US2639121A - Wheel-changing tool - Google Patents

Wheel-changing tool Download PDF

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US2639121A
US2639121A US245923A US24592351A US2639121A US 2639121 A US2639121 A US 2639121A US 245923 A US245923 A US 245923A US 24592351 A US24592351 A US 24592351A US 2639121 A US2639121 A US 2639121A
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legs
tool
wheel
channels
bores
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US245923A
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Hudspeth Clark
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Hudspeth Clark
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    • BPERFORMING OPERATIONS; TRANSPORTING
    • B60VEHICLES IN GENERAL
    • B60BVEHICLE WHEELS; CASTORS; AXLES FOR WHEELS OR CASTORS; INCREASING WHEEL ADHESION
    • B60B29/00Apparatus or tools for mounting or dismounting wheels
    • B60B29/001Apparatus or tools for mounting or dismounting wheels comprising lifting or aligning means

Description

May 19, 1953 c. nurim "HEEL-CHANGING TOOL 2 Sheets-$11961; 1

Filed Sept. 10, 1951 CLARK HUDSPETH I mun/ma 005mm, QEEHLER,

WORREL 8 HERZ/G ATTQPNEYS 19. 1953 c. HUDSPE1I'H 2,639,121

mm-cmncmc TOOL Filed Sept. 10, 1951 2 Sheets-Sheet 2 bunk HUDSPETH HUEBNER, BEEHLER,

WORREL HERZ/G ATTOHVEVS "ma/M INVENTOR Patented May 19, 1953 UNITED STATES PATENT OFFICE 2,639,121 I WHEEL-CHANGING TOOL Clark Hudspeth, Fowler. Calif. Application September 10, 1951, Serial No. 245,923

5 Claims. (Cl. 254--l31) The present invention relates to wheel-changing tools for automotive vehicles and the like and more particularly to a collapsible tool adapted to elevate and adjustably to position wheels, rims, and/or tires rested thereon. for mounting convenience.

The problems incident to the elevating and precise positioning of a wheel for mounting on an automotive vehicle are Well known. It is usually necessary to align openings in the wheel with screw threaded bores formed in a brake drum or the like so that headed bolts may be inserted through the openings and tightened into the bores or to align bores in the wheel with bolts extended from the brake drum and slida bly to fit the wheel thereover. The wheels are cumbersome to handle, difficult to elevate and tedious precisely to position for the insertion of the bolts. Once inserted, the bolts must be at least partially tightened before the wheels are self-supporting. These combined operations are not easily performed even with small wheels and in the mounting of large truck tires and wheels frequently weighing several hundred pounds, the procedure becomes impossible for a single operator.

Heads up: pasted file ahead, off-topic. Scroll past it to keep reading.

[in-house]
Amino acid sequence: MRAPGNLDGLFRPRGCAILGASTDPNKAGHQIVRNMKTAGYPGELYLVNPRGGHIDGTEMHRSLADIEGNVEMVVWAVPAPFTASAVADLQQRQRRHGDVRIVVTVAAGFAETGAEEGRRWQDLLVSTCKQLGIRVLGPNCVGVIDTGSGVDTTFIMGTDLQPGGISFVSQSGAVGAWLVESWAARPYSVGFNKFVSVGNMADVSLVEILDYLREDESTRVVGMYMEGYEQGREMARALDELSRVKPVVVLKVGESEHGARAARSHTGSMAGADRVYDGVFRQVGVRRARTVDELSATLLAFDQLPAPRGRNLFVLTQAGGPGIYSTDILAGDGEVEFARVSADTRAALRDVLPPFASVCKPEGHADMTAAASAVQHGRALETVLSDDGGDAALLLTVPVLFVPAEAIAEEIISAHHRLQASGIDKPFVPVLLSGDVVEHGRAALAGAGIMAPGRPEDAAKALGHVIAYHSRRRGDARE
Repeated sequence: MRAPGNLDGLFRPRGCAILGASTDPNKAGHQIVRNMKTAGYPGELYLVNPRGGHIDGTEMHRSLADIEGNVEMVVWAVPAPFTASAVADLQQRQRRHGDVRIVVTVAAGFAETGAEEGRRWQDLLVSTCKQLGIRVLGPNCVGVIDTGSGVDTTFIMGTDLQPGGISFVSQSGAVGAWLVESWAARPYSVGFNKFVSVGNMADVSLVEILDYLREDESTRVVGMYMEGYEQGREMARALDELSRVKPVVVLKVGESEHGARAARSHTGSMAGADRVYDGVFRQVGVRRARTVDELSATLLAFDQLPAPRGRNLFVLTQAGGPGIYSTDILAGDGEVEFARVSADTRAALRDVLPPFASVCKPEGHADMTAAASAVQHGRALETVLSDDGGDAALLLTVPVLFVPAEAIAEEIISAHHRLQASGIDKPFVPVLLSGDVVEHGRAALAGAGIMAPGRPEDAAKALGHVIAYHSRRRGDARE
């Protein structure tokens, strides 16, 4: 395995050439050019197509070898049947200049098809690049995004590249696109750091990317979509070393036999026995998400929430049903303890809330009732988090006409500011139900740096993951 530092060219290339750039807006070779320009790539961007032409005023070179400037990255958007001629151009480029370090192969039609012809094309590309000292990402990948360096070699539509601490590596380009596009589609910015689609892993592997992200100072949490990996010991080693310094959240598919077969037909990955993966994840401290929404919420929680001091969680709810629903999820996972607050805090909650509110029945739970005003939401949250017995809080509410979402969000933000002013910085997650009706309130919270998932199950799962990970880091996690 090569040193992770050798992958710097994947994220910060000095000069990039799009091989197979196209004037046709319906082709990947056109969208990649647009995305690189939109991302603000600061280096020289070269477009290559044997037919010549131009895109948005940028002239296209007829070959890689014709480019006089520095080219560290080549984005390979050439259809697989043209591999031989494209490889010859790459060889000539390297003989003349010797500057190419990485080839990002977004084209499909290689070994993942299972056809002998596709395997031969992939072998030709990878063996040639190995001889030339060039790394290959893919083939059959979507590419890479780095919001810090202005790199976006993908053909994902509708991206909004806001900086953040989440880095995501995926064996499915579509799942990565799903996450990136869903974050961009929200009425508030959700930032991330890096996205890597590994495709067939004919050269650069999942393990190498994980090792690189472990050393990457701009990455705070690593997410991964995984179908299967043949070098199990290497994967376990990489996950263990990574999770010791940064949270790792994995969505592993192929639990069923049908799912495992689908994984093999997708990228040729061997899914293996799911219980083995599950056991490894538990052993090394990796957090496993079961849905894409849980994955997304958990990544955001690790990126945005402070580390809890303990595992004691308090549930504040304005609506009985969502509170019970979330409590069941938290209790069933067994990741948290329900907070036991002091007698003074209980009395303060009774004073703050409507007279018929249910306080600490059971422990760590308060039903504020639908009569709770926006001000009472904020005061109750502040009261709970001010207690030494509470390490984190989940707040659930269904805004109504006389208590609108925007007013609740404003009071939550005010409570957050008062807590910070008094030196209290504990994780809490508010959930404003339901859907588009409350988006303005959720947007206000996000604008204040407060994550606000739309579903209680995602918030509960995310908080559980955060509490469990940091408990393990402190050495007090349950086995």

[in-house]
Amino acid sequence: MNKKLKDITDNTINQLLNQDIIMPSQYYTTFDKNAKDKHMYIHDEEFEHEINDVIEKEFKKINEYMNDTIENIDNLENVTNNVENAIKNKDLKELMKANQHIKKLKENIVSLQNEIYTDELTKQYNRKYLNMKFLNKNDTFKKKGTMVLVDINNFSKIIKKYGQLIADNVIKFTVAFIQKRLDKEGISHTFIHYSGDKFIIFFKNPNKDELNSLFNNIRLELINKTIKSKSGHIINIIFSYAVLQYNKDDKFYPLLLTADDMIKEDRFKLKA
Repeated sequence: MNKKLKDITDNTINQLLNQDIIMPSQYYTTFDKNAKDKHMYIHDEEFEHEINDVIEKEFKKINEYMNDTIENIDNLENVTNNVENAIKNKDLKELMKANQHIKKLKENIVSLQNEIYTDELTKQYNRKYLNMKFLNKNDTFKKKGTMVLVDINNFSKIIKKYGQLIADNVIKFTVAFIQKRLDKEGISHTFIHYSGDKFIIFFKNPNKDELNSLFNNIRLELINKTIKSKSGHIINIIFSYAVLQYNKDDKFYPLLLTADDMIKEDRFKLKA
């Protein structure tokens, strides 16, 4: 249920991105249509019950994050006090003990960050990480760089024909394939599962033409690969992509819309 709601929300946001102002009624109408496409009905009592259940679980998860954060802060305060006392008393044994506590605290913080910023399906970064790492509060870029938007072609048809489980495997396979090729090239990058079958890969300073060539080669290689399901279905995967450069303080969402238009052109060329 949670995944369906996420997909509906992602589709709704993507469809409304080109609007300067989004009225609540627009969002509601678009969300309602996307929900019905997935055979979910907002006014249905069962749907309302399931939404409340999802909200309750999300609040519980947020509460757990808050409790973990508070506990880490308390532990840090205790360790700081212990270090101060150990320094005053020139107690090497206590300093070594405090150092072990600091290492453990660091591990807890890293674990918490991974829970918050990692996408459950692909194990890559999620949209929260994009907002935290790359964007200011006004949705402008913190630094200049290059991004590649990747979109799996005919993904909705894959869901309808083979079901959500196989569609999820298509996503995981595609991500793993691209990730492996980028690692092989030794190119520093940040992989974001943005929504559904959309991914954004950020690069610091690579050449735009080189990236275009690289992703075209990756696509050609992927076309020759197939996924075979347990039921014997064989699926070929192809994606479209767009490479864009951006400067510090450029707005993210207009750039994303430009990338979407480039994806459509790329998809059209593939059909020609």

Inasmuch as many large trucks employ only a single driver, the changing of a tire without assistance is difficult and it has heretofore frequently been found necessary for trucks to remain inoperable under such conditions while assistance is sought. The investment in such trucks makes any period of inoperability'not only an inconvenience but a serious expense as well.

An object of the present invention is to provide a tool adapted to elevate and adjustably to position tires, rims, wheels and the like for. mounting convenience.

Another. object is to provide a wheel-changing tool which is convenient to employ and makes possible the changing of even heavy truck tires and wheels by single, unaided individuals.

, Another object is to provide a tool of the character described that is lightweight and that is collapsible for stowage in compact form.

Another object is to provide a wheel-changing tool having selectively employable fulcrums for the varying of the mechanical advantage available to an operator in pivotal manipulation of the tool elevationally to position a tire or the like supported thereon.

Further objects are to provide improved elements and arrangements thereof in a device of I 2 and fully effective in accomplishing its intended functions. I

Still further objects and advantages will become apparent in the subsequent description in the specification.

In the drawings:

Fig. 1 is a plan view ofa tool embodying the. principles of the present invention showing a handle portion thereof fore-shortened for illustrative convenience.

Fig. 2 is a side elevation of the tool in the condition shown in Fig. 1.

Fig. 3 is an end elevation of the tool looking toward the lower end of Fig. 1.

Fig. 4 is a side elevation of the tool shown in operable relation to a wheel of an automotive vehicle and a fragmentarily illustrated mounting axle of the vehicle.

Fig. 5 is a view similar to Fig. 4 illustrating an alternate operable attitude of the tool.

Fig. Sis a somewhat enlarged perspective view of the tool of the present invention shown in collapsed condition for compact stowage.

Fig. 7 is a transverse section of the collapsed tool taken on line 1-! of Fig. 6.

Referring in greater detail to the drawings:

The tool of the present invention is indicated generally at I!) having a body member I I including a pair of legs l2, a pair of leg extensions l3 and a'handle l4. v I l The legs l2 of the body member H are elongated, have bores I6 formed longitudinally thereof from corresponding ends and provide channels I! longitudinally thereof from the ends of the legs having the bores which terminate short of the opposite ends of the legs. The legs are arranged in parallel relation with the channels in facing relation in a common plane.